Fight for gender equality continues well into the 21st century
They say that “blatant, intentional discrimination against women is far from being something merely to read about in the history books.”
Those who think discrimination against women is ancient history should think again.
Oct. 11 has been designated International Day of the Girl Child by the United Nations. It’s a day that highlights the struggles and triumphs of all girls around the globe, but more than that, it’s a day to inspire us to take action to make the world a better place — an equal place.
Gender inequality is a multifaceted issue that spans all countries and cultures. Often, we are quick to point out inequalities in other countries but hesitant to focus on the discrimination happening right here in the United States.
It’s been 50 years since President John F. Kennedy signed the Equal Pay Act, but women here in Texas are still earning about only 79 cents on the dollar compared to men. In today’s economy, the majority of Americans are stretching and pinching their pennies, and women are automatically being given a disadvantage because of this wage gap. According to an analysis by the Institute for Women’s Policy Research, this wage gap is equivalent to women working an estimated 59 days per year for free.
While the wage gap can at times be attributed to women legitimately being paid less than their male colleagues, it’s important to address the other factors contributing to this wage gap. The policies that many companies have are not “friendly” for women who have family and child rearing responsibilities. As a result, women may choose alternate career paths that offer more flexible, “family-friendly” jobs, but are also lower-paying and have fewer professional development opportunities and limited promotion potential. In 2010, nearly two-thirds of families had a mother who was either the sole breadwinner or brought home at least a quarter of the total household earnings. In light of this, it’s safe to say that the wage gap not only puts a strain on women, it also negatively affects their families.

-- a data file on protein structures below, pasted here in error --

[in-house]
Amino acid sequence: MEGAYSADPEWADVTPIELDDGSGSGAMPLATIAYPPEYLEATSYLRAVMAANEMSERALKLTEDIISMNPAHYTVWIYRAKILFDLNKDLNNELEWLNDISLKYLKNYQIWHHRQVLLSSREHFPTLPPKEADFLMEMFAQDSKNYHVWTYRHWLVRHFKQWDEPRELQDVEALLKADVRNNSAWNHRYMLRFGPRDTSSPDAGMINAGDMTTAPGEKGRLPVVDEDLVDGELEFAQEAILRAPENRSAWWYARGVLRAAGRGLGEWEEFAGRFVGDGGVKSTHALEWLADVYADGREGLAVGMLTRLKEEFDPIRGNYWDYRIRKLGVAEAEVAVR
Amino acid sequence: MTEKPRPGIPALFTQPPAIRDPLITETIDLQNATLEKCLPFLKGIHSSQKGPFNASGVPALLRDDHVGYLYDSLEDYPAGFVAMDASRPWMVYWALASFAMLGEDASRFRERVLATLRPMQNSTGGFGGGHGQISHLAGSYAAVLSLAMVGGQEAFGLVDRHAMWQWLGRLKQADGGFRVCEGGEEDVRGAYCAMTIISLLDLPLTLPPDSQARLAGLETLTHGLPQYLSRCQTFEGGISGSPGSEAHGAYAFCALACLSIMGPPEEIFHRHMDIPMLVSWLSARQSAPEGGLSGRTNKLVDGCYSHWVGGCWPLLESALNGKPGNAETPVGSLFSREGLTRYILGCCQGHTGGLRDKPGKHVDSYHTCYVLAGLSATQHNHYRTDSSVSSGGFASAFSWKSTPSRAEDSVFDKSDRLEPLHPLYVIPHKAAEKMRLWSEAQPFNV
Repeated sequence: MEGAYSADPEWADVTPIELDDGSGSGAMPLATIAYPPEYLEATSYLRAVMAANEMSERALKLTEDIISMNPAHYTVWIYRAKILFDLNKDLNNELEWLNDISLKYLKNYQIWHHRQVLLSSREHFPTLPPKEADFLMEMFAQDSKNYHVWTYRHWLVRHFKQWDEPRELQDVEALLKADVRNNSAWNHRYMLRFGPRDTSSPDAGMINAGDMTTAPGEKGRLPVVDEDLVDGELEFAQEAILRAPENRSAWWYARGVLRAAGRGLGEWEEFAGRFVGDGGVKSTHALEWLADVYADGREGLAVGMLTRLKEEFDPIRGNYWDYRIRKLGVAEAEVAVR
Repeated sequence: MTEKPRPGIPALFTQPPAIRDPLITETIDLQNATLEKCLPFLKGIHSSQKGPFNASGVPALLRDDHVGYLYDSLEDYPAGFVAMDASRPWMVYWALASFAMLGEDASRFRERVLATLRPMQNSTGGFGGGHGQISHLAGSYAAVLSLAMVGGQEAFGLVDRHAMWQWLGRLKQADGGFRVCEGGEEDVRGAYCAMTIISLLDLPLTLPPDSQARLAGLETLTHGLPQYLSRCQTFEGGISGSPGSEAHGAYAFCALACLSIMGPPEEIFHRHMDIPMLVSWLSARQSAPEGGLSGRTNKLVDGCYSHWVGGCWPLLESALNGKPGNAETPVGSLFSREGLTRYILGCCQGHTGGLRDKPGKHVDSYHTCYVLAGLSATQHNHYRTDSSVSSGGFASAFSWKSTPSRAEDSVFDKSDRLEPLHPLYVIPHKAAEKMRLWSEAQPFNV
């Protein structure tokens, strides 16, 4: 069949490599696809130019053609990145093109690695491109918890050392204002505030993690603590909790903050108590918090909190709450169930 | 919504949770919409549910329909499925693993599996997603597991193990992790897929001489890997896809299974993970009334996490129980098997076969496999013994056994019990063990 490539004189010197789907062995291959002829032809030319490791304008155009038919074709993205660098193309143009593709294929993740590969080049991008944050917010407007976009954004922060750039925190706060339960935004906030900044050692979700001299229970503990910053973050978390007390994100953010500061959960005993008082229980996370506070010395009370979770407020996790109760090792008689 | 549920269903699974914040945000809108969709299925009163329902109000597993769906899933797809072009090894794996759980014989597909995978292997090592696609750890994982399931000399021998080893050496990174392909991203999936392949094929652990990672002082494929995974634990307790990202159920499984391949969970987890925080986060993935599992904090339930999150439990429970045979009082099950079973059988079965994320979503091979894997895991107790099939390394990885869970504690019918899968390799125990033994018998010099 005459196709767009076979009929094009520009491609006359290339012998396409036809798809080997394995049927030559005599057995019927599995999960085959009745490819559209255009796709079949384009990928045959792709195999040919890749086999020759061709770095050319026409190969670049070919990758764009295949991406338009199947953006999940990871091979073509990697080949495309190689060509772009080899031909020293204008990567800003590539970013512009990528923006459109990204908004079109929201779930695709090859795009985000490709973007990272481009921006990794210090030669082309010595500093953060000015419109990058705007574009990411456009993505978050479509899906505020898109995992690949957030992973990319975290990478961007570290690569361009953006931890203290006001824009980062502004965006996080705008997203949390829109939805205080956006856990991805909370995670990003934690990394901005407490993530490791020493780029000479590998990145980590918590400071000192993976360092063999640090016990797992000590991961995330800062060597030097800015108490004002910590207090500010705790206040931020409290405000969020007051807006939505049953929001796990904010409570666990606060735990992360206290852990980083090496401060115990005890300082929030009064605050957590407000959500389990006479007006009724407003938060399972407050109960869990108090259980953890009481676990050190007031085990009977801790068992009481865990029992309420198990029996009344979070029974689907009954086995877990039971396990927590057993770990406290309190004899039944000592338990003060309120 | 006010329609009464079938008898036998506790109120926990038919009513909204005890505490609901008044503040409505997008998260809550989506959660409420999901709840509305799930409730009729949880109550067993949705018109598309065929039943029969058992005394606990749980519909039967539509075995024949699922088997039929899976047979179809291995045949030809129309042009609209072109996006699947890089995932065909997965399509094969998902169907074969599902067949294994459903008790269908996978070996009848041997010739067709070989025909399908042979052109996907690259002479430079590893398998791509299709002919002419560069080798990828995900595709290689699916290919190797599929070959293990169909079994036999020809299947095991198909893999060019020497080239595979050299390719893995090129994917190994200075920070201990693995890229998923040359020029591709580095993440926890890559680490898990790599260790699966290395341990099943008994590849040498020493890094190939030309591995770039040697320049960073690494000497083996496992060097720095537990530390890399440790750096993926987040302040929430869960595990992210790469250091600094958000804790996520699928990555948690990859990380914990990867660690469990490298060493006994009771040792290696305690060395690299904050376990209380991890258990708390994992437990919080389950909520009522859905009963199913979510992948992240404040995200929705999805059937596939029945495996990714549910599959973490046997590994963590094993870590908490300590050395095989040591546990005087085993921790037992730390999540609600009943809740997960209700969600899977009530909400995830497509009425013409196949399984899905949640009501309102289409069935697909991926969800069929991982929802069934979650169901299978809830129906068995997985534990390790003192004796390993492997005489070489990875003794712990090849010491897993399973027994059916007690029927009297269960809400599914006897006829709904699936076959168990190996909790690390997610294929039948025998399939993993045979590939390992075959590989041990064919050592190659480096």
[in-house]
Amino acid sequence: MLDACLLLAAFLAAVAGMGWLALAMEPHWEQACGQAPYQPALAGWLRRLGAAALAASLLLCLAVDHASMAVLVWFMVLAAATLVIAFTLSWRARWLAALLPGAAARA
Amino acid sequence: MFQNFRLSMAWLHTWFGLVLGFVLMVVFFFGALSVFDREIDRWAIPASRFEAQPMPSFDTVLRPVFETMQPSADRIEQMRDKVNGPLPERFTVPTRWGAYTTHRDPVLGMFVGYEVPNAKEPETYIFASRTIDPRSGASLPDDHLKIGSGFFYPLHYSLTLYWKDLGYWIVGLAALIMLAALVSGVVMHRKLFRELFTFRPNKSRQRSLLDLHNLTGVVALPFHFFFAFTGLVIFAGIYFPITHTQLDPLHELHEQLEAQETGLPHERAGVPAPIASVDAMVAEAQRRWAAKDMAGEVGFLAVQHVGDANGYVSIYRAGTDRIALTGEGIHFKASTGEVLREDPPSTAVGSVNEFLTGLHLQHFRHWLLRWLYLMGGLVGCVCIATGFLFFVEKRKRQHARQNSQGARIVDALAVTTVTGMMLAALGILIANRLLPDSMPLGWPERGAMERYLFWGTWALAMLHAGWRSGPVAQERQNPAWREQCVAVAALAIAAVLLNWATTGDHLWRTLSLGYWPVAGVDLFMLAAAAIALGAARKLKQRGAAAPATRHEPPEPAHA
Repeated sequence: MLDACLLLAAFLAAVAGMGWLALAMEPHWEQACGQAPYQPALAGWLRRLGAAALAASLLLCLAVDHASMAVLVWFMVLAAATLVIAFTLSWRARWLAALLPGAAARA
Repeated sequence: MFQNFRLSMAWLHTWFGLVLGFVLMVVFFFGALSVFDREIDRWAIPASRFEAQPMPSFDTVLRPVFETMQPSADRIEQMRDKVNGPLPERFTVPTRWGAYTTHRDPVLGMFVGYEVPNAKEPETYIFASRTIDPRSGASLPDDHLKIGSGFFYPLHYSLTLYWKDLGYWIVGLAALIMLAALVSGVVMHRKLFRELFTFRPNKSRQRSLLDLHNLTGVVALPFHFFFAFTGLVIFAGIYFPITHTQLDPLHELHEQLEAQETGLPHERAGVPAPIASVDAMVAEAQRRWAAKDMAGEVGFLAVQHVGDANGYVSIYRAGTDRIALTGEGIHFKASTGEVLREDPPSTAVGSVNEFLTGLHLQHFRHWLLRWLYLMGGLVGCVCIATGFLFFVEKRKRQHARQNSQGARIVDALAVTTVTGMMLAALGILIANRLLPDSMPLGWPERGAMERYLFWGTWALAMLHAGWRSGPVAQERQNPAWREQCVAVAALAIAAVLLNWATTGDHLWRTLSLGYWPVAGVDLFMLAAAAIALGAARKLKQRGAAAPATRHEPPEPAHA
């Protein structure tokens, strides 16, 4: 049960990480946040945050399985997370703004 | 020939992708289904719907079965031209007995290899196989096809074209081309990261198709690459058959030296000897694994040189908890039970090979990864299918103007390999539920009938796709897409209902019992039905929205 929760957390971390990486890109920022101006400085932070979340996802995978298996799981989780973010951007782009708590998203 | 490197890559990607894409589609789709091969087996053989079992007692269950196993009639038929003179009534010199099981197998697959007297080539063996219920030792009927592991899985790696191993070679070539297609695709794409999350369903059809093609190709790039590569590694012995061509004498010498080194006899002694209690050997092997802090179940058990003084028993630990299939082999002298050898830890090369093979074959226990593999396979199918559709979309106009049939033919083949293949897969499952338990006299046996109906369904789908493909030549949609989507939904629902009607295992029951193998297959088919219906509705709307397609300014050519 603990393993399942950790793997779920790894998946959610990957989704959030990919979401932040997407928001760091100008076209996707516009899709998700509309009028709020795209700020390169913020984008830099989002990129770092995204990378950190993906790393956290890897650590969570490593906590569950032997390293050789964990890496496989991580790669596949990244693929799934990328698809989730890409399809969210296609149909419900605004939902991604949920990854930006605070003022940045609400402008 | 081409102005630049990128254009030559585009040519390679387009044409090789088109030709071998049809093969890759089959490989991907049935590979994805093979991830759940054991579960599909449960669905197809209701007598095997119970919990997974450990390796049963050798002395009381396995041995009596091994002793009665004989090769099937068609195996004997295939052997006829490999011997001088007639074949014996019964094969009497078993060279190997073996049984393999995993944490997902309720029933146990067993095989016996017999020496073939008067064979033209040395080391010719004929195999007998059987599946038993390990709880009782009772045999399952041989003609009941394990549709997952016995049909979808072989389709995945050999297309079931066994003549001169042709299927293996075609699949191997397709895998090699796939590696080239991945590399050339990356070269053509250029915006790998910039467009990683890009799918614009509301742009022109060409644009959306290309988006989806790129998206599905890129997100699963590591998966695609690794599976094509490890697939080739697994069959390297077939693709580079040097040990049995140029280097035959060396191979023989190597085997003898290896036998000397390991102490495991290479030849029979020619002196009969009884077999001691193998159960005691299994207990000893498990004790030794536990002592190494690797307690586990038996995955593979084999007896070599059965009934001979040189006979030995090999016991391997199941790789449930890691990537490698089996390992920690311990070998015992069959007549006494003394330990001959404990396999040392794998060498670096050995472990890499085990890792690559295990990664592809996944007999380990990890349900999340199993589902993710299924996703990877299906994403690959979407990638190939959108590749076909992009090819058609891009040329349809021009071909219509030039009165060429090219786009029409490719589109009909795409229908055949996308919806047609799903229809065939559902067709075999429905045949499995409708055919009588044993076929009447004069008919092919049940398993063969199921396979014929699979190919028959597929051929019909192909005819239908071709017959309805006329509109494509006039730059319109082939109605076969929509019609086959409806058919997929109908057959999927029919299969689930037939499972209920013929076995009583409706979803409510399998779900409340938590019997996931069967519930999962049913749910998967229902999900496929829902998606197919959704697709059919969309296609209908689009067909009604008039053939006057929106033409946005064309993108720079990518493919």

Texas received an overall “F” grade and was ranked 45th in a state-by-state analysis on how women fare across the country. With 19.4 percent of Texas women and girls living in poverty and 24.7 percent of Texas women uninsured, it’s time to make a change. It’s time for women from all backgrounds, cultures and political affiliations to come together to fight for our futures — to fight for equality.
The data and research show that we have a problem, but we need to initiate the change we so desperately need.
The “go-to” answer often seems to be related to public policy decisions. While governmental policies are a significant part of striving toward equality, company policies and regulations also have a huge influence. By including gender equality plans and improving family leave policies, companies can initiate change, and studies show that it can help reduce poverty and promote gender equality.
It isn’t just up to our politicians or CEOs to change this situation. Communities and individuals also play a vital part in the fight to ensure that one day, all people can be truly valued, no matter their biological makeup.
It may be as simple as giving up a cup of coffee every week and donating that money to a charity which is committed to improving the life of women and girls around the world. It may also be speaking words of encouragement and pouring them into the lives of those young women around you. The point is that everyone can do something.
You can do something, too. And if you don’t, who will?
Christianna Burwell is a second year graduate student in the the Graduate College of Social Work and may be reached at firstname.lastname@example.org